I was perplexed when I realized that the Baby Lock Jazz, which is marketed as a quilting and sewing machine, doesn’t come with a walking foot among the 9 included presser feet. It seems like a counter-intuitive omission. Not that big a deal for me, since I already have a deluxe Baby Lock low-shank walking foot for another machine that will also fit the Jazz, but definitely a first add-on purchase if you don’t have one on hand.
I truly enjoy free-motion machine quilting, so I tend not to do a lot of straight-line work. But I was intrigued with the number of quilts – particularly in the Modern Quilt exhibit – in the recent AQS show that featured simple straight-line channel quilting. The trend in show quilts of very dense, elaborate free-motion quilting seems to be still going strong, but the pendulum also seems to be swinging in the other direction – simple, but very graphic and effective, straight line quilting.
Since most of the fabrics I’ve designed for sale in my shop at Spoonflower.com (more on this another time) feature fairly complex designs, I’m thinking that straight line quilting might be an effective way to complement an overall quilt design without adding another layer of elaborate patterning.
Here is how I set up my machine:
- Aurifil 50 wt. cotton thread in the top and 60 wt. Bottom Line in the bobbin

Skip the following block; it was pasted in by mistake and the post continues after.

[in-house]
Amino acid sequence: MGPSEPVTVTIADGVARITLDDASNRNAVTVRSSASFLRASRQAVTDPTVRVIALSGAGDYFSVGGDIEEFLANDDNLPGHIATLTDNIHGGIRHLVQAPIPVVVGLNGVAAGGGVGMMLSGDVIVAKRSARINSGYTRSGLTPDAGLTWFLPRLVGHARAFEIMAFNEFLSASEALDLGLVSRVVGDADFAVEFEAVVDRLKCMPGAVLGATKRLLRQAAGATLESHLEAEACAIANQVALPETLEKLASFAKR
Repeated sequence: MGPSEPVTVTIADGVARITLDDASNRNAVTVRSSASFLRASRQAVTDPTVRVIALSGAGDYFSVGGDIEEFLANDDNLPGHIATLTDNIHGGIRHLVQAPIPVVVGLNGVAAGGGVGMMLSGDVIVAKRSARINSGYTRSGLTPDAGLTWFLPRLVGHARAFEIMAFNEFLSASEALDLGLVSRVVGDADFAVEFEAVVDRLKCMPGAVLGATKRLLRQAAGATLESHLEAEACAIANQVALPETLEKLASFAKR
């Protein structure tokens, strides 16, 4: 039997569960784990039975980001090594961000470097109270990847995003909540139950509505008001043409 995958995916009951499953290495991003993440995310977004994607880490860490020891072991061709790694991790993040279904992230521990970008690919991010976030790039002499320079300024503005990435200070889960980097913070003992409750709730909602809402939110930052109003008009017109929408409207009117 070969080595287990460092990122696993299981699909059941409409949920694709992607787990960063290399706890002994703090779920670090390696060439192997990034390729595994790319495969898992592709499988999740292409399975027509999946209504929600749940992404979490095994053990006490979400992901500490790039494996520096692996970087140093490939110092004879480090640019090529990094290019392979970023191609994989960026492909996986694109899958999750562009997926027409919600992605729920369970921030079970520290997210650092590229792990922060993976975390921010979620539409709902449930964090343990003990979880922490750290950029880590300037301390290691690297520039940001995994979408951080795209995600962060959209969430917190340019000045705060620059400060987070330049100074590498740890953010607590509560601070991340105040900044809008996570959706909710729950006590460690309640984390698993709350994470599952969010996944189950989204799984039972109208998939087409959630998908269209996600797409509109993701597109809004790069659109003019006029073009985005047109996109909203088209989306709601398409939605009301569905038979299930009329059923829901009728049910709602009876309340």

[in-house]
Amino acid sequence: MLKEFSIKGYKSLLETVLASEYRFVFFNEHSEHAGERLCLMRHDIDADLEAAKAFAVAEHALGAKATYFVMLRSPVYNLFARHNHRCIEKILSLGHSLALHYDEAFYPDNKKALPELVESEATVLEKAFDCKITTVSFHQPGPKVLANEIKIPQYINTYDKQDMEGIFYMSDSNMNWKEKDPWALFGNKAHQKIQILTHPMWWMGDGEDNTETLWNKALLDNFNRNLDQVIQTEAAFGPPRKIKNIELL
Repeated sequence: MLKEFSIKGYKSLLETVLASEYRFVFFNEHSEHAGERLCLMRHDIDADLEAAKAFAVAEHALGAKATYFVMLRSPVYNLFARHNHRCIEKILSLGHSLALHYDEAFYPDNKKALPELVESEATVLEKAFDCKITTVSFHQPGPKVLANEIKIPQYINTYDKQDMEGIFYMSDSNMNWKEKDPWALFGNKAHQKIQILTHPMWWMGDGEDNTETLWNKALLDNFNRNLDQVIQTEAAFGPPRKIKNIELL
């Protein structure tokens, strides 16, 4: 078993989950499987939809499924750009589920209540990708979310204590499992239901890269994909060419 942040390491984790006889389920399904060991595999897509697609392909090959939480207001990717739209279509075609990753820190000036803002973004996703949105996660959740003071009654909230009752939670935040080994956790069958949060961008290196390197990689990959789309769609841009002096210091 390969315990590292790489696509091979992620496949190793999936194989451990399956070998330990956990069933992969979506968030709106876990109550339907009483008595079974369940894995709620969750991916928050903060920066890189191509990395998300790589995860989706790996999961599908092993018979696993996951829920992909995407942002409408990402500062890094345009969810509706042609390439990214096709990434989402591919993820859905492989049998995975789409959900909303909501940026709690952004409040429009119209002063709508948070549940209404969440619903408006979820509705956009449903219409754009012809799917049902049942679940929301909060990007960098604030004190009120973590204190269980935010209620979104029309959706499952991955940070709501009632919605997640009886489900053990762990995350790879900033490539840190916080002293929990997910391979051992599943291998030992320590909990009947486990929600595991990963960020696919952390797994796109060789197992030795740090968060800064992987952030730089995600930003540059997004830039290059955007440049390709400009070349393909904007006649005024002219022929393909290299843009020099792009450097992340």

- Schmetz Quilting Needle, size 75
- Walking foot with guide bar set 3/4″ from the needle (this width is purely personal preference)
- straight stitch
- stitch width: 3.5 (straight stitch setting on the Jazz, as discussed in my previous post)
- stitch length: about 2.25 (this is slightly longer than the stitch I used for piecing the quilt)
I started by using my white Clover Chaco Liner to mark one vertical line through the center of the quilt. This is the only marking I’ll need, since I’ve attached the guide bar to my walking foot. Since I don’t want to have any more than half the quilt going through my machine at a time, I will work from the center of the quilt to the right-hand side of the quilt, and then rotate the entire quilt and quilt from the center to the (new) right-hand side of the quilt again.
By letting the guide bar run along the previously stitched line, I’ll have equally spaced lines without marking.
I really love the speed at which the Jazz can stitch, but the vibration and noise of the machine is getting a little annoying. I plan to experiment with ways to reduce this vibration – and hopefully some of the noise, too!